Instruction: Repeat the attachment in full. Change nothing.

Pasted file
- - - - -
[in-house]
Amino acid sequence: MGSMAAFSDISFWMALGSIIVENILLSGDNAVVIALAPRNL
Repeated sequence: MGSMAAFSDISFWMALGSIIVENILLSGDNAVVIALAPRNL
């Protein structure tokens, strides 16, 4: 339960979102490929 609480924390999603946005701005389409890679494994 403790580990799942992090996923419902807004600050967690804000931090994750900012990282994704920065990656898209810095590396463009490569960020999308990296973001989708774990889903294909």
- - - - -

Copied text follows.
[in-house]
Amino acid sequence: MGSMAAFSDISFWMALGSIIVENILLSGDNAVVIALAPRNL
Repeated sequence: MGSMAAFSDISFWMALGSIIVENILLSGDNAVVIALAPRNL
């Protein structure tokens, strides 16, 4: 339960979102490929 609480924390999603946005701005389409890679494994 403790580990799942992090996923419902807004600050967690804000931090994750900012990282994704920065990656898209810095590396463009490569960020999308990296973001989708774990889903294909």